For the rib-eye, generously season the steak with salt and pepper. Heat a pan, grill or barbecue until extremely hot. Preheat the oven to 200?C/gas mark 6. First place the steak onto the cooking surface – if using a pan or grill, add a splash of vegetable oil before cooking. Once the meat has reached a dark brown colour, turn over and sear on the other side until a similar colour is achieved. Remove the pan from the heat. For a rare steak, you do not need to cook the steak further in the oven. For a medium-rare steak, place in the preheated oven for 1 minute (increase this number by 2 minute increments for medium, medium-well and well-done finishes). Remove the steaks from the oven and set aside to rest for 4 minutes.

Meanwhile, gently stir the batter to ensure an even consistency. Drag the onions through the batter and deep fry at 180?C until golden. Remove from the fryer and place on absorbent kitchen towel. To serve, divide the watercress purée across 4 warm plates, place the steak on top followed by a few of the onion rings.

For more recipes by Richard Corrigan and other Great British Chefs visit greatbritishchefs.com 




a few sprigs of fresh basil

olive oil

3 cloves of garlic, peeled and finely sliced

3 anchovies

1 fresh red chilli

2 x 400 g tins of chopped tomatoes

sea salt

freshly ground black pepper

200 g fresh breadcrumbs

a few sprigs of fresh thyme, leaves picked

a handful of freshly grated Parmesan cheese

1 lemon

150 g plain flour

2 large free-range eggs, beaten

4 x 200 g veal or pork leg escalopes, flattened to 2cm

1 x 125 g ball of buffalo mozzarella cheese

TGJ – 61-6a


Preheat your oven to 200ºC/400ºF/gas 6. Pick the leaves off the sprigs of basil and put them into a small bowl of water to keep them fresh. Finely chop the tender stalks. Put a pan on a medium heat and add a splash of olive oil, the chopped basil stalks, garlic and anchovies and cook for a few minutes. Prick the chilli a few times and add it to the pan. Allow everything to sizzle for a minute or so, then pour in the tinned tomatoes. Bring to the boil, then turn the heat down and simmer for 20 minutes. Season to taste with salt and pepper.

Meanwhile, prepare your escalopes. Mix the breadcrumbs in a bowl with the thyme leaves and Parmesan. Finely grate your lemon zest into the breadcrumbs, mix again, then lay out three plates in front of you. Put the flour on one and season it with salt and pepper, pour the eggs on to the next plate and put the herby breadcrumbs on the third. Dip the escalopes, one at a time, into the flour until well coated. Shake off any excess, then dip into the egg. Let the extra egg drip off, then lay the escalope in the breadcrumb mixture. Sprinkle a handful of crumbs over the top and press them down. Make a real point of getting breadcrumbs on to every part of the escalope.

Heat a large non-stick frying pan over a medium heat and add a good splash of olive oil. Let it heat up a bit, then add your escalopes. If your pan isn’t big enough, you may have to cook them in batches, adding a little extra oil if needed. Cook for a few minutes on each side until lightly golden, then transfer to a plate lined with kitchen paper to drain. Get yourself a snug-fitting, appropriately sized baking dish (approx. 30 x 20cm) and spread the tomato sauce in the dish. Lay your escalopes on top, side by side. Tear the buffalo mozzarella into pieces and dot these over the dish with a few basil leaves.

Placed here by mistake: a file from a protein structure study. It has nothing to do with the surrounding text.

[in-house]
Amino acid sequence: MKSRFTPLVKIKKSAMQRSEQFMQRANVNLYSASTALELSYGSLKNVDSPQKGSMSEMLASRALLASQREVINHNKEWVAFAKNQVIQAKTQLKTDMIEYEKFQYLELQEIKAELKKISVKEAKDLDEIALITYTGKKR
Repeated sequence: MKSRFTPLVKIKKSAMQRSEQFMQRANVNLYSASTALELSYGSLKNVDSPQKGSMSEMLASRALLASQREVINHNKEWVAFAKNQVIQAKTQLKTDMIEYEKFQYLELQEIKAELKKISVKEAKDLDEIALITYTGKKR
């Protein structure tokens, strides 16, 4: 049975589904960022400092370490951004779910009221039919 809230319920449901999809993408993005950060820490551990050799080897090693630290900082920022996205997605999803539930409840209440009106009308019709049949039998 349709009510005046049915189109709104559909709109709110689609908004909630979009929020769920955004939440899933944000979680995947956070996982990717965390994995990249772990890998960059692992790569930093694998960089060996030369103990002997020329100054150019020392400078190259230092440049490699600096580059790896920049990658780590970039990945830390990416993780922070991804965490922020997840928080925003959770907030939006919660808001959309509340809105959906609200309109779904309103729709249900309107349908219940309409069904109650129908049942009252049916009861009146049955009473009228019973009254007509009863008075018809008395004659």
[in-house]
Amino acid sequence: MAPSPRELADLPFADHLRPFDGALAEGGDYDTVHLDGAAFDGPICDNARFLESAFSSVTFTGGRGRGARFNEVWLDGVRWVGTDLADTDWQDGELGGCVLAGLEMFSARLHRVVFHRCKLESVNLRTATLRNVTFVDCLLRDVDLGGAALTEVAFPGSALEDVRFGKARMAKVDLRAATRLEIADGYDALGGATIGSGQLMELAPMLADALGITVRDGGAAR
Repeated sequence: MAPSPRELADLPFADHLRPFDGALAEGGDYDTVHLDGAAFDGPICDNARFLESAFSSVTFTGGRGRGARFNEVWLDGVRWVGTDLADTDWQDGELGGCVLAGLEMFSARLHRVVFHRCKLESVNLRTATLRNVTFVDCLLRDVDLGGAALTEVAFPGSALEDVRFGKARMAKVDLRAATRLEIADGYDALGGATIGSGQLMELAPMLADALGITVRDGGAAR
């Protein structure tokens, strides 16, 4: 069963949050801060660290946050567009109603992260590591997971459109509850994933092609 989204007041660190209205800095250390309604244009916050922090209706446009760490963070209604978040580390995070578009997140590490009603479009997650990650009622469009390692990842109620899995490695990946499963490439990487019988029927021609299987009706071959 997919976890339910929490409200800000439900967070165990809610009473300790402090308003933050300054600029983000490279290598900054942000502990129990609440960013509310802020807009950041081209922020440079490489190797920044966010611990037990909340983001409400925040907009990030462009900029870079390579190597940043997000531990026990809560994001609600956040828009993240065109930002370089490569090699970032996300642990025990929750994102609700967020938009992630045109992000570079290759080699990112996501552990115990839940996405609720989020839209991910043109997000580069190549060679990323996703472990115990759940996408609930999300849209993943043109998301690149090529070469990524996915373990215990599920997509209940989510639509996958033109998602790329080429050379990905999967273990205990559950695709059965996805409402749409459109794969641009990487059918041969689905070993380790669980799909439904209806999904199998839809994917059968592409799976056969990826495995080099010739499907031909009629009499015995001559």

Bake in the oven for 20 minutes until golden, bubbling and deliciously cooked. Sprinkle the rest of the basil leaves over. Perfect with a crunchy zingy salad, but in America they’d also serve it with things like spaghetti, rice or mashed potatoes, polenta or crusty bread.

From Jamie Oliver’s book; Jamie’s America £20.60 from Amazon.co.uk 




1 leg of lamb, weighing about 4 lb (1.8 kg)

3 large cloves garlic, peeled and thinly sliced lengthways into about 24 slivers

2 large stems fresh rosemary, cut into about 24 small sprigs

1 small onion, peeled

salt and freshly milled black pepper

For the onion and rosemary sauce

1 rounded tablespoon rosemary leaves

1 large onion, peeled and finely chopped

1 oz (25 g) butter

1 oz (25 g) plain flour

6 fl oz (175 ml) milk

6 fl oz (175 ml) vegetable stock

2 tablespoons crème fraîche

salt and freshly milled black pepper

TGJ – 61-7a


Begin by making about 24 small, deep cuts in the skin of the lamb using a small, sharp knife. Then push a sliver of garlic, followed by a small sprig of rosemary, into each cut, and season the meat generously with salt and freshly milled black pepper.

Next, cut the onion in half and place it in the bottom of the roasting tin, then transfer the lamb to the tin to sit on top of the onion halves.

Cover the tin loosely with foil, then cook in the oven on a high shelf for 1½ hours. After this, take the foil off and let it cook for another 30 minutes. Remove the lamb from the oven, cover loosely with foil again and allow to rest for about 20 minutes.

Meanwhile, make the Rosemary and Onion Sauce. In a small saucepan, melt the butter and cook the onions over a very gentle heat for about 5 minutes – it’s important not to let them colour, so keep an eye on them.

While that’s happening, bruise the rosemary leaves with a pestle and mortar to release their oil, then chop them very, very finely and add them to the onion. Then continue to cook as gently as possible for a further 15 minutes, again, without letting the onions colour too much.

Next, using a wooden spoon, stir the flour into the onions and their buttery juices till smooth, then gradually add the milk, a little at a time, still stirring, followed by the stock, bit by bit, whilst vigorously whisking with a balloon whisk.

Now taste and season the sauce with salt and pepper and let it barely simmer on the lowest possible heat for 5 minutes. Next, remove it from the heat, then liquidise or process half of it, then return it to the saucepan to join the other half. Then re-heat gently, add the crème fraîche and pour it into a warmed serving jug. This recipe makes about 1 pint (570 ml) sauce.

For more information about Delia’s meat recipes visit deliaonline.com

Further Reading